By Kauluakalana Staff
On a sunny Saturday morning in late November, participants from Hawaiʻi, Maui, Molokaʻi, Oʻahu and Kauaʻi gathered virtually with a common purpose: to celebrate Lā Kūʻokoʻa, Hawaiʻi’s Independence Day.
Lā Kūʻokoʻa was established on Nov. 28, 1843, and commemorates the day that the Kingdom of Hawaiʻi was recognized as a sovereign nation by France and Great Britain.
The virtual event, Kūʻokoʻa Kūkanono, was organized by Kauluakalana, a community-based, nonprofit in Kailua, Oʻahu, whose mission is to restore and grow healthy relationships between kānaka and ʻāina (people and place) through retelling Kailua-specific stories, replanting and eating Hawaiian ancestral foods, and caring for the sacred sites, lands and waters of Kailua.
Kūʻokoʻa Kūkanono featured moʻolelo, hula and mele, along with short videos submitted by participants to share the ways they pursue kūʻokoʻa (independence). A highlight of the event was to kuʻi ʻōkoʻa – to kuʻi kalo simultaneously at noon from their own places and spaces as a powerful act of unity as a lāhui. This was made possible with the support of Kanaeokana, the network of ʻōlelo, ʻāina and culture-based organizations, and the generosity of kalo farmers on five islands, as more than 1,000 lbs of kalo were distributed to participants prior to the event.
As noon approached that day, there were more than 40 livestreams of groups and individuals participating in kuʻi ʻōkoʻa across Hawaiʻi. Social media hashtags such as #HowDoYouKuokoa, #KuiOkoa, and #KuokoaKukanono were used to engage participants collectively.
Kauluakalana has hosted Kūʻokoʻa Kūkanono annually since 2018 as a free community hoʻolauleʻa. The event name, Kūʻokoʻa Kūkanono, combines the word “kūʻokoʻa” (to stand/exist independently, differently, separately; and to stand/exist fully, wholly, completely) with “kūkanono” (abundance), which is also the name of the ʻili ʻāina where the work of Kauluakalana is grounded.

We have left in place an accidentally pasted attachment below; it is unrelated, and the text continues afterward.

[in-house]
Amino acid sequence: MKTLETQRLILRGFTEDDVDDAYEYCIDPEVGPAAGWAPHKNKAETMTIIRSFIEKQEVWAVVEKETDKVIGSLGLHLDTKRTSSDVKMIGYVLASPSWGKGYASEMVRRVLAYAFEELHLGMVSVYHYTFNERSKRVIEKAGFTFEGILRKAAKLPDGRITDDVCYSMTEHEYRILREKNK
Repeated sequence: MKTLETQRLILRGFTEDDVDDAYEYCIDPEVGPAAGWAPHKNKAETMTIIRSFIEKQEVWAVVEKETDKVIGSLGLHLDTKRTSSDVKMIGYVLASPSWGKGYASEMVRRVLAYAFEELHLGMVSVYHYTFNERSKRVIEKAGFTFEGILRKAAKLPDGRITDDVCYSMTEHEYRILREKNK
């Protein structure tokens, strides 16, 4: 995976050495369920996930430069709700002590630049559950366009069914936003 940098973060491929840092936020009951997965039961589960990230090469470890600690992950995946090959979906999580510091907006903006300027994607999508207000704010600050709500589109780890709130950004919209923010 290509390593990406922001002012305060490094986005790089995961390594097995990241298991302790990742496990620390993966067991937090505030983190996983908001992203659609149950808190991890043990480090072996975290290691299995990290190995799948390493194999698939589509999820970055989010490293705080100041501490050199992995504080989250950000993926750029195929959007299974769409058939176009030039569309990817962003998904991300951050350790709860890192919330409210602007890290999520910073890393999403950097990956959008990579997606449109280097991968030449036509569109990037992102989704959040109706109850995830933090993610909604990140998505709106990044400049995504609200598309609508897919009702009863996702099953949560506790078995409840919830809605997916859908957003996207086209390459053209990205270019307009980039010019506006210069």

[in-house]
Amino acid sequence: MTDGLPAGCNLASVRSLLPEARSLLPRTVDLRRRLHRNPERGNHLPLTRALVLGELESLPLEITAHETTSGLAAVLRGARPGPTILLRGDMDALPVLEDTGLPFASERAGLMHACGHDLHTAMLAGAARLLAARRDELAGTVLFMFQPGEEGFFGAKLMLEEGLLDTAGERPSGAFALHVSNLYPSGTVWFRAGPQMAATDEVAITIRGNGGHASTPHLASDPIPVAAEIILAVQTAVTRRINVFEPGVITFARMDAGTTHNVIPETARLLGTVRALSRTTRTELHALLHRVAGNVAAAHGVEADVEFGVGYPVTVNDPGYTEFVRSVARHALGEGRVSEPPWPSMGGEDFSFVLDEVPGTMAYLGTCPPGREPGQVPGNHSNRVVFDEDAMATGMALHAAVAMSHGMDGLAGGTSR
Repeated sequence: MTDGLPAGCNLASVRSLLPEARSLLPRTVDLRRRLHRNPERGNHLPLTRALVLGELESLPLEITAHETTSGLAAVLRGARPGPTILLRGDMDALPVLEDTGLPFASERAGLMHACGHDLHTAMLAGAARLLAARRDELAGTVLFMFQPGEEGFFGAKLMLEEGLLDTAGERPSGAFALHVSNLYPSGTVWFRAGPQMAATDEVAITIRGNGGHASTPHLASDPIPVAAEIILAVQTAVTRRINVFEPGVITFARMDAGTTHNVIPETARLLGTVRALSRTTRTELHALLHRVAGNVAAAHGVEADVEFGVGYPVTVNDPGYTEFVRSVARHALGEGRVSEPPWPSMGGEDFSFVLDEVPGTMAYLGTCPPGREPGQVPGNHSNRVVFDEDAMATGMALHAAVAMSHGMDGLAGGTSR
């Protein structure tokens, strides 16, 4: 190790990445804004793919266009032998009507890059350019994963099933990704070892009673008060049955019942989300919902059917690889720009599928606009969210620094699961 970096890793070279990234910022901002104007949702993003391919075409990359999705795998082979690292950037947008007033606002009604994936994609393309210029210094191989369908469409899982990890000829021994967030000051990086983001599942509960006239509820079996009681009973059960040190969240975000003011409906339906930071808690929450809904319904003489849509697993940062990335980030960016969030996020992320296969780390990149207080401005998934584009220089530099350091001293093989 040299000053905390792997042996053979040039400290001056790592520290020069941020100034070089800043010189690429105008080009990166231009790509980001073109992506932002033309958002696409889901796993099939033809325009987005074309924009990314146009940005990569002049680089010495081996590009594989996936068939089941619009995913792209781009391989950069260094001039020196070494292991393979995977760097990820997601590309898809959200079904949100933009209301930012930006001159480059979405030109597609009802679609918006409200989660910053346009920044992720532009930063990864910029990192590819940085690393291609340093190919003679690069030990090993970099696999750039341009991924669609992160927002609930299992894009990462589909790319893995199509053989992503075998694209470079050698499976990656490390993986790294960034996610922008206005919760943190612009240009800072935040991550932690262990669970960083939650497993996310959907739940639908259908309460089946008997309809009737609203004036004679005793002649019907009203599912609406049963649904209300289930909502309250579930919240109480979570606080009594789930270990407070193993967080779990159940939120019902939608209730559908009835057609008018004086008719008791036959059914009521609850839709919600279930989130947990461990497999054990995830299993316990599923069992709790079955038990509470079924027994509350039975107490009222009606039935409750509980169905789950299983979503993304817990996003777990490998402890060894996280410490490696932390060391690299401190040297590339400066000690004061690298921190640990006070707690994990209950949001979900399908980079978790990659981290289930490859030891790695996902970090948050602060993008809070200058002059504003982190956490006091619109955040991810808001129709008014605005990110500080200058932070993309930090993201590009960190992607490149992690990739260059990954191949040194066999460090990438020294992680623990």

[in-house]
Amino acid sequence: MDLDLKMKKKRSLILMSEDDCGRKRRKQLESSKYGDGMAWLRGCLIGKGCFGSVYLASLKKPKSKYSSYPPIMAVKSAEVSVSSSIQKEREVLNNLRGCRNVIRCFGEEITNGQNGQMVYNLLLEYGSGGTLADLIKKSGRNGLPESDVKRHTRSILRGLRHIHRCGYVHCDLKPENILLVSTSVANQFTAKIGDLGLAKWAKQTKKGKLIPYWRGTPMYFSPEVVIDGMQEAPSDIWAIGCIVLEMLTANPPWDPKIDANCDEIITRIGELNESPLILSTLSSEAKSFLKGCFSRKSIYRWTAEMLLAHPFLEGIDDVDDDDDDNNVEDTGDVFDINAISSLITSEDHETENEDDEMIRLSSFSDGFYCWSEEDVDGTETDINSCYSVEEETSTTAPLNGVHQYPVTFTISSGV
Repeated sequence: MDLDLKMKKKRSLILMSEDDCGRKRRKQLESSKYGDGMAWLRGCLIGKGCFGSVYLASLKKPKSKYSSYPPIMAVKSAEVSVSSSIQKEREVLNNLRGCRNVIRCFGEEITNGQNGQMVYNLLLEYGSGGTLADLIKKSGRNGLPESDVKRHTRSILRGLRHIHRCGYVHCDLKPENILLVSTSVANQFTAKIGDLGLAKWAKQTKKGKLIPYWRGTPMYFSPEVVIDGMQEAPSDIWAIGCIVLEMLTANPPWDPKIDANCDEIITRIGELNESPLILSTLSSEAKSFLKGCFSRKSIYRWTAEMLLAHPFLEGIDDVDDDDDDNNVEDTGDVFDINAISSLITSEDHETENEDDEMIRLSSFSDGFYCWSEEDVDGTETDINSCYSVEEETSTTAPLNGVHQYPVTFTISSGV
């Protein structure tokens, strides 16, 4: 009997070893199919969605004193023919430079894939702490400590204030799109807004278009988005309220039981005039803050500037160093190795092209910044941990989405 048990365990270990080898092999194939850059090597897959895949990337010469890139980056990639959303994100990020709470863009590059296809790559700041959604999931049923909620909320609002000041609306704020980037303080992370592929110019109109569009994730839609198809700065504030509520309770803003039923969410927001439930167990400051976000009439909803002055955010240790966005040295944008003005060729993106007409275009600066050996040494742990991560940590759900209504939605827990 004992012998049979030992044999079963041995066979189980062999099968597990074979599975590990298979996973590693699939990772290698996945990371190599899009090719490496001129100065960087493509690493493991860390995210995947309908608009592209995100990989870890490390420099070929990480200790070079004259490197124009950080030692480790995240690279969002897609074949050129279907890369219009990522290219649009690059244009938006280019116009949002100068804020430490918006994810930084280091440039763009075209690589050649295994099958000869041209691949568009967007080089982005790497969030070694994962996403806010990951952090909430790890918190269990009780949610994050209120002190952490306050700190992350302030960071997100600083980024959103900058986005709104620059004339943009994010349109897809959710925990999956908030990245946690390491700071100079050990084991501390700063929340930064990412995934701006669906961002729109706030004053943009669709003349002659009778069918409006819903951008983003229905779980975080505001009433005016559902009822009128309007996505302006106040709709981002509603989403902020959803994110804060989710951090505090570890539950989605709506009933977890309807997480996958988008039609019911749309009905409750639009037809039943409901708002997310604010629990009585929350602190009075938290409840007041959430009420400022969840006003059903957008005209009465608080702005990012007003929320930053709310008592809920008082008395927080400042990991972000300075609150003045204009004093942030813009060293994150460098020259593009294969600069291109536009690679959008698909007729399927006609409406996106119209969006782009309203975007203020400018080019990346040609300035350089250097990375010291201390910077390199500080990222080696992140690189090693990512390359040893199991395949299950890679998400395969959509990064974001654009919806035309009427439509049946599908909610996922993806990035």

For the first two years, the event was held at the base of Ulupō heiau along the banks of Kawainui fishpond in Kailua. This year, Kūʻokoʻa Kūkanono went virtual.
Kaleomanuiwa Wong, executive director of the hui said, “Our piko at Ulupō is within the ʻili ʻāina of Kūkanono. We are committed to ʻāina education and restoration for the purposes of cultural revitalization, community regeneration, identity reclamation, and the renewal of kuleana.”
Added event organizer and Kauluakalana president Maya Saffery, “By naming this community gathering Kūʻokoʻa Kūkanono we embraced all meanings of both words and simultaneously maintained Kailua as the piko of the event, while expanding it to include the whole pae ʻāina. The food we eat. The ʻāina we care for. The practices we perpetuate. The stories we live. The people we love.
“These are the things that help us to kūʻokoʻa – to stand together fully and independently as a lāhui. And through our individual and collective kūʻokoʻa today, a future that is kūkanono – abundant in aloha for our people, land and culture – is within reach.”